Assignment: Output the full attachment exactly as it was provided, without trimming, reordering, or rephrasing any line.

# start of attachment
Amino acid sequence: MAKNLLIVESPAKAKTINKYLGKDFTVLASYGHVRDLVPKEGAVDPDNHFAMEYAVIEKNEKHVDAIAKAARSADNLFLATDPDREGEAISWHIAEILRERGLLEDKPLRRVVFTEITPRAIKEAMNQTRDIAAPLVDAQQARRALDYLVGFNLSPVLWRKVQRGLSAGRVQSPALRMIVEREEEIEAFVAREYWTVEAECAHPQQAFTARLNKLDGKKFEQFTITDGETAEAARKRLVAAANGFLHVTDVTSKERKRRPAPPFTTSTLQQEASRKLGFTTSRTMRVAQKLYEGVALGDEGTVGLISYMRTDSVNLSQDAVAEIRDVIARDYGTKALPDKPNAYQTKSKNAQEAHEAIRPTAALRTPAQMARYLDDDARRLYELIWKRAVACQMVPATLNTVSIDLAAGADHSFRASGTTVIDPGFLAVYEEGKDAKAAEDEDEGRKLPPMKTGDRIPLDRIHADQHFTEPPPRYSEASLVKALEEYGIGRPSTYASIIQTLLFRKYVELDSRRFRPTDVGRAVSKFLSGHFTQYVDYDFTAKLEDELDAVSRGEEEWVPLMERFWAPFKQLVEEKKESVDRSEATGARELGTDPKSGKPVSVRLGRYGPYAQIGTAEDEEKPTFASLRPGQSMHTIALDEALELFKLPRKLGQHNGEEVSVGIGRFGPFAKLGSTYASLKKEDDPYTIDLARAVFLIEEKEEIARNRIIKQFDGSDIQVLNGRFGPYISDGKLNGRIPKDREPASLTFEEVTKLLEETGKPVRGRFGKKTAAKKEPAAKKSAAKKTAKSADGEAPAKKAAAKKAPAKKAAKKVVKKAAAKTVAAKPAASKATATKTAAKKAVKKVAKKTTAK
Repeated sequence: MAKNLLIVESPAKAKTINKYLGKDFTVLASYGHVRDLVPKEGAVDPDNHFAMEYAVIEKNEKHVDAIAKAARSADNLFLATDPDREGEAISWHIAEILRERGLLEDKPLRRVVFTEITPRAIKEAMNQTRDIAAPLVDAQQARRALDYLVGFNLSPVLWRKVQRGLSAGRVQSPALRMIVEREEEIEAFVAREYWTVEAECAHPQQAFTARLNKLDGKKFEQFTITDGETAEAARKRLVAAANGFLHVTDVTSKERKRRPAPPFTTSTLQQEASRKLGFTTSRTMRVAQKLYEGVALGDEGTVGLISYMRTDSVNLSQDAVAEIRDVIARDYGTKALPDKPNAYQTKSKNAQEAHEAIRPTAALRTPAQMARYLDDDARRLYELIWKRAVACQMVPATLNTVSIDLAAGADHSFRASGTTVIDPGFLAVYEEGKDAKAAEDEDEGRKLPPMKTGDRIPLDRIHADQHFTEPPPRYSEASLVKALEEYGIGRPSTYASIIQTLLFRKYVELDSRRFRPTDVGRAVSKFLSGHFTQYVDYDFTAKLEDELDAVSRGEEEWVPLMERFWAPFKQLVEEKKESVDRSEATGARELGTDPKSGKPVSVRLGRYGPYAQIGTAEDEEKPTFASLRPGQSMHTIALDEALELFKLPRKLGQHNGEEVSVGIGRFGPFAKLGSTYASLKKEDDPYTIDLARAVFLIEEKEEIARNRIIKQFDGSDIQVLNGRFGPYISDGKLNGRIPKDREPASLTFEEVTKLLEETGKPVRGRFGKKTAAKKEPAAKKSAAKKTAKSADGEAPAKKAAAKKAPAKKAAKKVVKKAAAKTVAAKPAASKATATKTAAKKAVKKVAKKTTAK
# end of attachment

Amino acid sequence: MAKNLLIVESPAKAKTINKYLGKDFTVLASYGHVRDLVPKEGAVDPDNHFAMEYAVIEKNEKHVDAIAKAARSADNLFLATDPDREGEAISWHIAEILRERGLLEDKPLRRVVFTEITPRAIKEAMNQTRDIAAPLVDAQQARRALDYLVGFNLSPVLWRKVQRGLSAGRVQSPALRMIVEREEEIEAFVAREYWTVEAECAHPQQAFTARLNKLDGKKFEQFTITDGETAEAARKRLVAAANGFLHVTDVTSKERKRRPAPPFTTSTLQQEASRKLGFTTSRTMRVAQKLYEGVALGDEGTVGLISYMRTDSVNLSQDAVAEIRDVIARDYGTKALPDKPNAYQTKSKNAQEAHEAIRPTAALRTPAQMARYLDDDARRLYELIWKRAVACQMVPATLNTVSIDLAAGADHSFRASGTTVIDPGFLAVYEEGKDAKAAEDEDEGRKLPPMKTGDRIPLDRIHADQHFTEPPPRYSEASLVKALEEYGIGRPSTYASIIQTLLFRKYVELDSRRFRPTDVGRAVSKFLSGHFTQYVDYDFTAKLEDELDAVSRGEEEWVPLMERFWAPFKQLVEEKKESVDRSEATGARELGTDPKSGKPVSVRLGRYGPYAQIGTAEDEEKPTFASLRPGQSMHTIALDEALELFKLPRKLGQHNGEEVSVGIGRFGPFAKLGSTYASLKKEDDPYTIDLARAVFLIEEKEEIARNRIIKQFDGSDIQVLNGRFGPYISDGKLNGRIPKDREPASLTFEEVTKLLEETGKPVRGRFGKKTAAKKEPAAKKSAAKKTAKSADGEAPAKKAAAKKAPAKKAAKKVVKKAAAKTVAAKPAASKATATKTAAKKAVKKVAKKTTAK
Repeated sequence: MAKNLLIVESPAKAKTINKYLGKDFTVLASYGHVRDLVPKEGAVDPDNHFAMEYAVIEKNEKHVDAIAKAARSADNLFLATDPDREGEAISWHIAEILRERGLLEDKPLRRVVFTEITPRAIKEAMNQTRDIAAPLVDAQQARRALDYLVGFNLSPVLWRKVQRGLSAGRVQSPALRMIVEREEEIEAFVAREYWTVEAECAHPQQAFTARLNKLDGKKFEQFTITDGETAEAARKRLVAAANGFLHVTDVTSKERKRRPAPPFTTSTLQQEASRKLGFTTSRTMRVAQKLYEGVALGDEGTVGLISYMRTDSVNLSQDAVAEIRDVIARDYGTKALPDKPNAYQTKSKNAQEAHEAIRPTAALRTPAQMARYLDDDARRLYELIWKRAVACQMVPATLNTVSIDLAAGADHSFRASGTTVIDPGFLAVYEEGKDAKAAEDEDEGRKLPPMKTGDRIPLDRIHADQHFTEPPPRYSEASLVKALEEYGIGRPSTYASIIQTLLFRKYVELDSRRFRPTDVGRAVSKFLSGHFTQYVDYDFTAKLEDELDAVSRGEEEWVPLMERFWAPFKQLVEEKKESVDRSEATGARELGTDPKSGKPVSVRLGRYGPYAQIGTAEDEEKPTFASLRPGQSMHTIALDEALELFKLPRKLGQHNGEEVSVGIGRFGPFAKLGSTYASLKKEDDPYTIDLARAVFLIEEKEEIARNRIIKQFDGSDIQVLNGRFGPYISDGKLNGRIPKDREPASLTFEEVTKLLEETGKPVRGRFGKKTAAKKEPAAKKSAAKKTAKSADGEAPAKKAAAKKAPAKKAAKKVVKKAAAKTVAAKPAASKATATKTAAKKAVKKVAKKTTAK